The earnings season is on. The first results have already started trickling in, and this trickle will become a flood in the coming weeks, as each of the 6,000-odd companies listed on the Indian stock market makes its mandatory announcement.
The weeks ahead will offer lots of good news to investors (and the taxman). Indian companies have been flying high in recent years thanks to strong tailwinds. Economic growth has averaged 8.5% in the past four years, and was 9.2% in the year that has just ended. Demand has been strong. Finance costs have been low. So, it is very likely that companies will report stellar performances yet again.
The more interesting question is what is likely to happen to corporate earnings in the new financial year. Macro-indicators suggest that earnings growth should slow down over the next few quarters. Economic growth could be closer to 8% this year. Interest rates have already moved up by around 3%, and there is no telling when the Reserve Bank of India (RBI) will stop its tightening. Growth in bank credit has already dropped. Wage and input costs have spiralled.
The tailwinds have not become headwinds as yet, but there is a clear shift in momentum. It is very unlikely that Indian companies can maintain the 30%-plus earnings growth that they have become accustomed to in recent years. There are already signs of stress in some sectors: Automobiles (where growth in decelerating); banks (where there are fears that credit quality could suffer); and cement (where the government has intervened to the detriment of companies).
The next few quarters are likely to test the ability of some of our best companies to manage growth and business risks in a slightly more difficult economic environment. As of now, it seems very unlikely that the corporate sector, as a whole, will stutter to a halt. But many analysts are expecting earnings growth to drop to 15% a year in 2007-08.
However, it would be wrong to assume that the slowdown in earnings growth is merely the result of a tighter economy. There is actually a touch of inevitability to it. Indian companies have grown since the recession of the late 1990s by sweating their assets. Investment in new capacity was minimal. Instead, companies focused on cost cutting and squeezing more output from existing assets. In other words, there were fewer interest and depreciation claims. Profits grew smartly, and far quicker than the growth in the underlying economy.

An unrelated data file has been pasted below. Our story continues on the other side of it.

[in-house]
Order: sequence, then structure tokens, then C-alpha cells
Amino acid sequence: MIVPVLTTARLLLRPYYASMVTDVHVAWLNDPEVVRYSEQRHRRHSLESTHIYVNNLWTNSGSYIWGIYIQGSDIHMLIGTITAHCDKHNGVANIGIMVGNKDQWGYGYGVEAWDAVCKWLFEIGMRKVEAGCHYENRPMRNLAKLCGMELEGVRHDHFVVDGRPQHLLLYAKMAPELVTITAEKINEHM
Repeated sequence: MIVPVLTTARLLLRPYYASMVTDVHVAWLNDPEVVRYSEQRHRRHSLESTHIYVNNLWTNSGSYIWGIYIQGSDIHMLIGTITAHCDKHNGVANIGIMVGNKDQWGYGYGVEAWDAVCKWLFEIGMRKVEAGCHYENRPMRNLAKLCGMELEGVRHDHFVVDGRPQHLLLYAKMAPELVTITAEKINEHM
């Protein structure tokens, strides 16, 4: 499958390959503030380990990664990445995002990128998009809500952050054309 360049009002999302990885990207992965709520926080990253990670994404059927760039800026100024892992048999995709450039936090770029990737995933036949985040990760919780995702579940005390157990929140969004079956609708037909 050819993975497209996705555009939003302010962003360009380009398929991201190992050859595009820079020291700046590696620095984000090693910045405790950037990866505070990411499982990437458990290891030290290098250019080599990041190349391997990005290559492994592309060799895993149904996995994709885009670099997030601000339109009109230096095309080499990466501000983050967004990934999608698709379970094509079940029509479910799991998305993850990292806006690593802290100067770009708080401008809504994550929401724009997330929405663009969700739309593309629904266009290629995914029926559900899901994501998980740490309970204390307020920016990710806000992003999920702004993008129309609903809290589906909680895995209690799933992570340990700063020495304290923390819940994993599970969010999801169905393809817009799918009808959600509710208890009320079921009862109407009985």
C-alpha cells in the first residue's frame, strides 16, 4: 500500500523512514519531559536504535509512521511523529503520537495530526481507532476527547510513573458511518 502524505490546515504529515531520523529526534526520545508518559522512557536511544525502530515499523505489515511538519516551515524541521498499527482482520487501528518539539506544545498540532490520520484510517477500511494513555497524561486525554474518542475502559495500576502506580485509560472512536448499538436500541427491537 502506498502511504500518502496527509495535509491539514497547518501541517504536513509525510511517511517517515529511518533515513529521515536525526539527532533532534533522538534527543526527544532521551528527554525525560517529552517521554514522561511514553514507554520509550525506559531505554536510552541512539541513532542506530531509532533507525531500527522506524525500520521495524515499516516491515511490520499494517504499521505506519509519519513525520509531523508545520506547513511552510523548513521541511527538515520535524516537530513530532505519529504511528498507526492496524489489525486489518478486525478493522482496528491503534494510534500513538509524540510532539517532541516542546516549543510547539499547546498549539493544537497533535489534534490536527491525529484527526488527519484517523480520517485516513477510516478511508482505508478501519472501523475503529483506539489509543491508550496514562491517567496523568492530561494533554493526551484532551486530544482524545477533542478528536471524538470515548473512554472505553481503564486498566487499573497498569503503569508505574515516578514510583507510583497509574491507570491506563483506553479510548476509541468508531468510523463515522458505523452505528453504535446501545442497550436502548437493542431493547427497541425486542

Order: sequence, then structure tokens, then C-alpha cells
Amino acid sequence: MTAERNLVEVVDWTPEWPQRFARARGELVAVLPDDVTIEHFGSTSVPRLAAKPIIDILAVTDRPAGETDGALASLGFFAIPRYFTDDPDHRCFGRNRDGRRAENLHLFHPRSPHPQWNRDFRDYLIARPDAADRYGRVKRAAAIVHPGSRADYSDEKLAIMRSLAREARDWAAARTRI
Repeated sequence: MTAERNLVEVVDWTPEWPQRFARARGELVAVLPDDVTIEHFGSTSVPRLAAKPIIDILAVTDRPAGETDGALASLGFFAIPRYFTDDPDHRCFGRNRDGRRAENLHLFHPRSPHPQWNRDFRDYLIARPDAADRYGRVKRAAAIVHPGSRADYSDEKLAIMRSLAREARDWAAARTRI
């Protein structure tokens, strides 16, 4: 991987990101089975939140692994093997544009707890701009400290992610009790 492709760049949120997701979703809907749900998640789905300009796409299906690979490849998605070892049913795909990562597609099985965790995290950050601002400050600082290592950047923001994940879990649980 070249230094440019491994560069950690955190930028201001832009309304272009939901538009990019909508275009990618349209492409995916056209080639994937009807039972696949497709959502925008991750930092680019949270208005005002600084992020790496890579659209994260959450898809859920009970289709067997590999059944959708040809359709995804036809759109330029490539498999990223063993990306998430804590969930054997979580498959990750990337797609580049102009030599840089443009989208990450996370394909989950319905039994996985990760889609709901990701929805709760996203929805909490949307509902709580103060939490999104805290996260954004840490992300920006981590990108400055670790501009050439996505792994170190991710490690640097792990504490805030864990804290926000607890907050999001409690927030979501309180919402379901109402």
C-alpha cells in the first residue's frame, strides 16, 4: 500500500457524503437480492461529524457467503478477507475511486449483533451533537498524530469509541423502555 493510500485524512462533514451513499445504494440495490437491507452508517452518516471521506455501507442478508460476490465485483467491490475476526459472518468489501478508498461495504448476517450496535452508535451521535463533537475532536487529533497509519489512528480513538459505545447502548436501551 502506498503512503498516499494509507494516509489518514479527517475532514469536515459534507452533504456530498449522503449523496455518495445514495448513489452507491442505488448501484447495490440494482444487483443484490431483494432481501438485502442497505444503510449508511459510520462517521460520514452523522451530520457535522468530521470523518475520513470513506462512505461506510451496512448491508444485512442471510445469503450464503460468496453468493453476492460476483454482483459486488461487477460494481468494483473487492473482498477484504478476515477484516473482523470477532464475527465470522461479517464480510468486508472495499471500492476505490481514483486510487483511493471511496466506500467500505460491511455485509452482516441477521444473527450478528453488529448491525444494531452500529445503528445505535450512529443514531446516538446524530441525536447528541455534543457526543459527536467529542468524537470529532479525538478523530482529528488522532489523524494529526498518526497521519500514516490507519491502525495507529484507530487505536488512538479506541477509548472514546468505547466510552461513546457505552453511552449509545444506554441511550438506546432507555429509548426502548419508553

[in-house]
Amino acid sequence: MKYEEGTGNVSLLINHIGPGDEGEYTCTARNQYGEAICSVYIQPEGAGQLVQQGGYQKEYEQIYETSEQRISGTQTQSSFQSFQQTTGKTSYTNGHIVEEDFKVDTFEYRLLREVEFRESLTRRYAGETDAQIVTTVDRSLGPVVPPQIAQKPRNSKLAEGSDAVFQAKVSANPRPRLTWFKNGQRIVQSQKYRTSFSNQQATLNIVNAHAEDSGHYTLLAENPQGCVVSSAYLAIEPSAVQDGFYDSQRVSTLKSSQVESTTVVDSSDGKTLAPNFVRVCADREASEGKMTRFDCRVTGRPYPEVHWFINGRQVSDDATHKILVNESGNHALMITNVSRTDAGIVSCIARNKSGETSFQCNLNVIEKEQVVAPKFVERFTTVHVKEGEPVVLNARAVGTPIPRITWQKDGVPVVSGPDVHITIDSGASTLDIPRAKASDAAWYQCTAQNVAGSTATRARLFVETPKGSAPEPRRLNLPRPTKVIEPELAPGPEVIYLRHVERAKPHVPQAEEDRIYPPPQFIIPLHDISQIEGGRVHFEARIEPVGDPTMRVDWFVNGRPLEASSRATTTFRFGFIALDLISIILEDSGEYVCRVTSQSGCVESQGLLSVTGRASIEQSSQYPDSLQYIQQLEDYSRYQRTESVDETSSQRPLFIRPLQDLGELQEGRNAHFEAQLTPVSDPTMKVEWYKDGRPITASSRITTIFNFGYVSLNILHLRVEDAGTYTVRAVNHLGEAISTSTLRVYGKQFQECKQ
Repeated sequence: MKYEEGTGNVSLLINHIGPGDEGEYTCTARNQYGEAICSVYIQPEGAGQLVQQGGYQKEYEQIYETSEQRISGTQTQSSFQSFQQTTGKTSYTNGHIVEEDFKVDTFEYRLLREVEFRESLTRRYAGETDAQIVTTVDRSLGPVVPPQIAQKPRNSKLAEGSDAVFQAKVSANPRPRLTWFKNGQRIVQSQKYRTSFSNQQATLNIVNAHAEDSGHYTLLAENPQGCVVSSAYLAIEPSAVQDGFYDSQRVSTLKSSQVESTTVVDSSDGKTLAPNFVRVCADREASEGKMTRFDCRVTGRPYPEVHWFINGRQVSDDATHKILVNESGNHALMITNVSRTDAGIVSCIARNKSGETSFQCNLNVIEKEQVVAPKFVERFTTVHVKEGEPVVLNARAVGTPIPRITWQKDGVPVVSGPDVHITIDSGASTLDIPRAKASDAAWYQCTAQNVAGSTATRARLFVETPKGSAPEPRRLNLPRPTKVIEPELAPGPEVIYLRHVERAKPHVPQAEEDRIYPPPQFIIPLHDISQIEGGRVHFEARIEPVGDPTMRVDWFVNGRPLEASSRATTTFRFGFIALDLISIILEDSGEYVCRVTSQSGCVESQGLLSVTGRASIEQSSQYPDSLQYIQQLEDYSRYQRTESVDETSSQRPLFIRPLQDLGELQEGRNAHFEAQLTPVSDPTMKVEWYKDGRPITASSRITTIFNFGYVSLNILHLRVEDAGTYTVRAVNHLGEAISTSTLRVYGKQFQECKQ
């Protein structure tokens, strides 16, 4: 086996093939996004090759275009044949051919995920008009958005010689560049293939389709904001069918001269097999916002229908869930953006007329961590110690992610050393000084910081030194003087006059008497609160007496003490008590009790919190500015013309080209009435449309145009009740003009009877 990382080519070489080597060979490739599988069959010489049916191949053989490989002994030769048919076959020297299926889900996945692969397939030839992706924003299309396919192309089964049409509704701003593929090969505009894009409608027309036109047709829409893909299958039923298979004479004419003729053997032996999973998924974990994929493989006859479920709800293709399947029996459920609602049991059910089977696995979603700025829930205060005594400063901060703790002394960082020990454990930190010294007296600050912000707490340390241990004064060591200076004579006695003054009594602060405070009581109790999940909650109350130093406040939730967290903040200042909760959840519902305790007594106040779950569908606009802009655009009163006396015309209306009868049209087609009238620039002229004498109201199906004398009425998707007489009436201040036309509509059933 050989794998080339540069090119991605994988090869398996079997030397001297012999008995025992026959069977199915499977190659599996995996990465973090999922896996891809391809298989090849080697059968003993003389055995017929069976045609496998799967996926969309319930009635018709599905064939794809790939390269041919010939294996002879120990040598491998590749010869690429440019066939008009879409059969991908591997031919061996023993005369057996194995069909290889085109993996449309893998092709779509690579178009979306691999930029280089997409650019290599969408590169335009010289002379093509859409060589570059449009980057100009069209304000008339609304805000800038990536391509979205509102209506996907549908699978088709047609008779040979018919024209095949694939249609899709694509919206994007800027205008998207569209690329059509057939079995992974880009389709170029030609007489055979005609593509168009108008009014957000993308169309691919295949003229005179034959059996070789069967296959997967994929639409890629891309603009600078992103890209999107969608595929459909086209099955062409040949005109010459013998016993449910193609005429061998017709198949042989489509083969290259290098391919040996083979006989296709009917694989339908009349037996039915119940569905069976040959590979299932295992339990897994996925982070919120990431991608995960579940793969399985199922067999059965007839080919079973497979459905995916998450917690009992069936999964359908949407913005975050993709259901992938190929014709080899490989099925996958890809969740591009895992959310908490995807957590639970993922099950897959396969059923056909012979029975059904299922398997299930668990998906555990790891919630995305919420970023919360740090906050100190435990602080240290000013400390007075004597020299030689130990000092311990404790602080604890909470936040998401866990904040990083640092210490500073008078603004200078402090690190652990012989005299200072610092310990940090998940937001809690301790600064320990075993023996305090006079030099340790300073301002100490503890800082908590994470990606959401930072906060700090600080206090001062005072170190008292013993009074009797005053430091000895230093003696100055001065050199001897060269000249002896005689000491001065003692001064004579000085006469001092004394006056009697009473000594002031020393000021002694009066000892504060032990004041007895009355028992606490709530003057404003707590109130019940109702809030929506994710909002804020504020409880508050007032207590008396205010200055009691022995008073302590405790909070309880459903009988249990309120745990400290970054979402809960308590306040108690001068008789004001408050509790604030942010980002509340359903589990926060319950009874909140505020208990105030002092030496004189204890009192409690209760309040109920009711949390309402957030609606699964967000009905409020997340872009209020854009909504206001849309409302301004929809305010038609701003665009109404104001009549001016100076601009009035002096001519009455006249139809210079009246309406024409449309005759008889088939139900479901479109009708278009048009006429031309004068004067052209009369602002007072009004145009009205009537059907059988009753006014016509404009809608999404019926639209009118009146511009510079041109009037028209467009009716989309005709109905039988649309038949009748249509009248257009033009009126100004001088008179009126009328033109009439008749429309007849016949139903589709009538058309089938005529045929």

The capex cycle turned in 2004. Companies have started investing heavily in new factories. The first round of investments was financed using retained profits, but this money stocked up in company balance sheets is not going to last for long. It is only a matter of time before companies start raising more equity and debt from the markets, perhaps more of the latter. There are already signs that corporate leverage is increasing despite rising interest rates. Higher capital expenditure, depreciation, debt and interest payments could strain both free cash flows and earnings. Less money will flow into the pockets of investors, as companies spend to grow.
Indian companies are entering a new phase. The golden run they had between 2000 and 2007 is likely to draw to a close. That was a time when corporate profits grew at least twice as fast as the economy did (in nominal terms). We are now likely to revert to a more classical outcome, where corporate profits march in step with the rest of the economy.
In other words, the corporate slowdown could be more severe than the mild economic slowdown.
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